Dr Doussou Touré arrives for work at Coléah Medical Centre. She washes her hands from a bucket set up in front of the building, proceeds to a screening area where her temperature is checked and recorded and only then enters the bustling facility that she supervises.
“Ebola is under control now, but we try to keep up the infection prevention and control systems that were put in place during the outbreak,” Dr Touré says, pointing to several sturdy, brightly-coloured bins, each one designated for the disposal of varying waste matter.
A vaccine is a preventive biological product for human use that prevents and controls the occurrence and prevalence of infectious diseases, so the demand for such products is relatively rigid. Due to suspected deaths stemming from vaccination and some companies' (such as Shenzhen Kangtai, Tiantan Biological and Dalian Hissen) production halts of some products because of their failure to pass new GMP certification, China's human vaccine lot release volume in 2014 declined by 2.4% year on year to 791 million doses.
Shipping and storing vaccines in a ‘cold chain’ in the tropical heat of many resource-limited countries – whereby the vaccine is kept at temperatures between 2°C to 8°C from the point of manufacture until reaching the recipient – is a tremendous challenge and a major cause of poor immunisation coverage rates.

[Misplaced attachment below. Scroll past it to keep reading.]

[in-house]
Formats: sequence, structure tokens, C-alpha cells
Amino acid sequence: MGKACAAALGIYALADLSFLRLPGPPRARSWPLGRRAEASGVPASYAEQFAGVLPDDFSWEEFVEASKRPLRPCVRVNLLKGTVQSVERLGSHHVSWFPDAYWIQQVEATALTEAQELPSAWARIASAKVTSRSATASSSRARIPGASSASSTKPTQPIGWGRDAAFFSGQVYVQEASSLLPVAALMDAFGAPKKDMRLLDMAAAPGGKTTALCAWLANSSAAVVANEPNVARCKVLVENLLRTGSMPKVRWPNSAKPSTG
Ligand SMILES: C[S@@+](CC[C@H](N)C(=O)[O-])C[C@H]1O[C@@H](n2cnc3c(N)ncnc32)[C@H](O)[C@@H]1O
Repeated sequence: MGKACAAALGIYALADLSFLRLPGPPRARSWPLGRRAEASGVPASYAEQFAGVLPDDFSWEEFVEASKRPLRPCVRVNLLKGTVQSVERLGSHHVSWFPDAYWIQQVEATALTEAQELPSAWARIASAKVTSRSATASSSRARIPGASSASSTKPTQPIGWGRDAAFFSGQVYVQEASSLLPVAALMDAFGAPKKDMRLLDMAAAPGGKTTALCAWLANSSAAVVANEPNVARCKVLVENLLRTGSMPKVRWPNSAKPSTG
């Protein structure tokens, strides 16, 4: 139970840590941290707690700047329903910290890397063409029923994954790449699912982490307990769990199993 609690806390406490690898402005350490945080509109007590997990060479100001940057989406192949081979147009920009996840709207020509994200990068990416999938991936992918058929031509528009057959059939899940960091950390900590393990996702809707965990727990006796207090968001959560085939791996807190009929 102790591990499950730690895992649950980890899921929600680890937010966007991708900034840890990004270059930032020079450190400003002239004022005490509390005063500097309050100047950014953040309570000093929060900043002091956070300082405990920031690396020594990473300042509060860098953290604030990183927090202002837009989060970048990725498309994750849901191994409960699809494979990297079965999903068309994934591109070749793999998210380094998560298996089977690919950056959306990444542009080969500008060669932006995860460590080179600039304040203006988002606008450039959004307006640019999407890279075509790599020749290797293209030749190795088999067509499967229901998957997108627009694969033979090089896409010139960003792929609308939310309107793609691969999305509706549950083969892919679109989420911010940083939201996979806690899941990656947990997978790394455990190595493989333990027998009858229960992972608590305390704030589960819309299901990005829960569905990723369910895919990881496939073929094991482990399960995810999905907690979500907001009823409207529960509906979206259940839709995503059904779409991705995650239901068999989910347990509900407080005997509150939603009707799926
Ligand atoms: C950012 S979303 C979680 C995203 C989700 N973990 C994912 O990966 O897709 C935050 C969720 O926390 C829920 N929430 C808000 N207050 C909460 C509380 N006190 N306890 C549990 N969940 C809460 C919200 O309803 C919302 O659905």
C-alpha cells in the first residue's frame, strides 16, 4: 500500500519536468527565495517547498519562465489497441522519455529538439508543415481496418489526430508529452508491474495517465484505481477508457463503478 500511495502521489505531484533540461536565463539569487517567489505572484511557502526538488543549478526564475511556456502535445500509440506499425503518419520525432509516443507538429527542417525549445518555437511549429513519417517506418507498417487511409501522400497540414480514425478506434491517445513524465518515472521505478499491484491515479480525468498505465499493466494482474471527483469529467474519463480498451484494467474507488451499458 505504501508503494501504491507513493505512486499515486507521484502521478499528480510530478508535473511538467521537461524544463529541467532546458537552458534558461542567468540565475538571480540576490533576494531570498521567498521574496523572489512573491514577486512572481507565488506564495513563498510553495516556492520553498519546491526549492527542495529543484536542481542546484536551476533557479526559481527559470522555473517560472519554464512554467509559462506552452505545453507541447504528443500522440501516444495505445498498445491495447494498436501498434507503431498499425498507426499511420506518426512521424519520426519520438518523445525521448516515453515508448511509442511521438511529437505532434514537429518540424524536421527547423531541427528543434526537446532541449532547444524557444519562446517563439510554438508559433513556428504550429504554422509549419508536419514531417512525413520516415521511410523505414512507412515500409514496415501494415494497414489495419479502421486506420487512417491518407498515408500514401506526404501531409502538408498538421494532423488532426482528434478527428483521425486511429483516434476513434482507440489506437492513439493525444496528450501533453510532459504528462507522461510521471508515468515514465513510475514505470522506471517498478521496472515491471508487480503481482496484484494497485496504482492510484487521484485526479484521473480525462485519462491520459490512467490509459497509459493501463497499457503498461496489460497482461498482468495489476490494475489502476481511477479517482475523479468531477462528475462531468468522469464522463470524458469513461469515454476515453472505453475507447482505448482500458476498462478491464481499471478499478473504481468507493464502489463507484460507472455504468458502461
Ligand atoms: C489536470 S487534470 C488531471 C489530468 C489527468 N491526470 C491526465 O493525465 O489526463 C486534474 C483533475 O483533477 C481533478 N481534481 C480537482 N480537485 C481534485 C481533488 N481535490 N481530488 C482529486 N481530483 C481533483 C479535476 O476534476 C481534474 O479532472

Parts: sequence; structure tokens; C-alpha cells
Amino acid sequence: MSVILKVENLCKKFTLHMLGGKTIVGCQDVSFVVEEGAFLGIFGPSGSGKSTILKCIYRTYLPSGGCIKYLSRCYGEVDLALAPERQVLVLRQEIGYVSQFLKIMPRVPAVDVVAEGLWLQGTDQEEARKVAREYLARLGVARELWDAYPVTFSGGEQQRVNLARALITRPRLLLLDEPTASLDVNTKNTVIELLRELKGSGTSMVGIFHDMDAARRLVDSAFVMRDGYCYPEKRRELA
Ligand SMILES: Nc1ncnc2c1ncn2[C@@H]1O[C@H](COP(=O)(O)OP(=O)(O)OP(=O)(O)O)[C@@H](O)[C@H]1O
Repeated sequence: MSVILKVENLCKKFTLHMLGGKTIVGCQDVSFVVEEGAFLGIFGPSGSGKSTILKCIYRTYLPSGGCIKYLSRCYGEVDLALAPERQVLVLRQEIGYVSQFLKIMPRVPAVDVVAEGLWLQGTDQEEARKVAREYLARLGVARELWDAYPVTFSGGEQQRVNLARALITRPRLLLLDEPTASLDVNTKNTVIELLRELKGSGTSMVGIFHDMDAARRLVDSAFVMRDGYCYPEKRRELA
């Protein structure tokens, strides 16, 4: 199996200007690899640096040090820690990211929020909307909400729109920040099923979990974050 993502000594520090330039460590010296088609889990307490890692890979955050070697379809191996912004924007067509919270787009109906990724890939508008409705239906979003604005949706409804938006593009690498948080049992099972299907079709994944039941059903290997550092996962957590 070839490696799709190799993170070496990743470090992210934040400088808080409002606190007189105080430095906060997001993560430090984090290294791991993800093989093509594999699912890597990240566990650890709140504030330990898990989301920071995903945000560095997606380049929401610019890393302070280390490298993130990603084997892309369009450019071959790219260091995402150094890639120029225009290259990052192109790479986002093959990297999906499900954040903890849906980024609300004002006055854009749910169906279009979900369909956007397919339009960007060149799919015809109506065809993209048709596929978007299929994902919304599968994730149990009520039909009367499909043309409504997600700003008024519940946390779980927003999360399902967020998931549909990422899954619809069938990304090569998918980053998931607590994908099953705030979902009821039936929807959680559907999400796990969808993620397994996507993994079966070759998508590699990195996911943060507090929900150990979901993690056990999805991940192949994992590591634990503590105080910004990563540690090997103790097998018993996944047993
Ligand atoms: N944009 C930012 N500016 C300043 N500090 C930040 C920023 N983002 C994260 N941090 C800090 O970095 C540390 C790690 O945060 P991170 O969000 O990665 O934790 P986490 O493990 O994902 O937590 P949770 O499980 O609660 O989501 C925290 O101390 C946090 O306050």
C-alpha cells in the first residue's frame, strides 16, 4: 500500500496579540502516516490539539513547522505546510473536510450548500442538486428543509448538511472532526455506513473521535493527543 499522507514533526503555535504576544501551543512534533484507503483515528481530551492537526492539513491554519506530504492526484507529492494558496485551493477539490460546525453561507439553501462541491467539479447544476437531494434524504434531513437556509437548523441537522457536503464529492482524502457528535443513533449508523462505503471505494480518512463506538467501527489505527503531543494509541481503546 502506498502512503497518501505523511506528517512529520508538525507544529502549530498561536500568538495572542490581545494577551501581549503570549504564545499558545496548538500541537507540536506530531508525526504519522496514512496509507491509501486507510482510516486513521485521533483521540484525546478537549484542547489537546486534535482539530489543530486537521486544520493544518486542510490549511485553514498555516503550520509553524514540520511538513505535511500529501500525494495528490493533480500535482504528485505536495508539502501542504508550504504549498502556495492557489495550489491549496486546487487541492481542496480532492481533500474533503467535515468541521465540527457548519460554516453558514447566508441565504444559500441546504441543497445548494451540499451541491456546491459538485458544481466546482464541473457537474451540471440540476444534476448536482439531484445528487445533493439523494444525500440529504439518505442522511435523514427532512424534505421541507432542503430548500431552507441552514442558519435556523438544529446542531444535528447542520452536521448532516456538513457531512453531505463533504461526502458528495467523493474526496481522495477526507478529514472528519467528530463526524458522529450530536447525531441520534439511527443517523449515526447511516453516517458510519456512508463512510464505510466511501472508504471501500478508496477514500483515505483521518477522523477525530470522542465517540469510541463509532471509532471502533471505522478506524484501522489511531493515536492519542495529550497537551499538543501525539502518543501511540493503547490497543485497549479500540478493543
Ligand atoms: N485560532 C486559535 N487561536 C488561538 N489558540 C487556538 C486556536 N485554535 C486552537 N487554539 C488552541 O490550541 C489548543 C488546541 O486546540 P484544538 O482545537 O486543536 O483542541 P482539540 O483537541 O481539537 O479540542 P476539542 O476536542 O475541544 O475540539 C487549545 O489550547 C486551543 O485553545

Many vaccines, such as those for Hep A and B, HPV, MMR and rabies, need several booster doses to achieve maximal immunological protection. Booster doses add to the complexity of vaccine administration, especially when used in large vaccination campaigns in the developing world.
Yesterday [10 Nov 2013], we all witnessed the exit of a lion.
Over his 100-year-plus lifespan, James Harlan Steele was a true pioneer in Public Health and the rebirth of One Health. He was tenacious in his quest to enlarge the role of veterinary medicine in public health, emboldened by the conviction that any avenue that can benefit the health and well-being of people leads to a more progressive, rational and fair state of affairs for his community, country, and the world.
Rabies experts gathered at a news conference in Senegal's capital, Dakar, to discuss the growing mortality rate surrounding the disease. Around 24,000 people in Africa die after contracting rabies each year, and doctors believe expensive vaccines are at the root of this epidemic.
"This is the disease of the poorest of the poor who can't afford the vaccine," Hervé Bourhy, a doctor at France's Pasteur Institute, said at a news conference.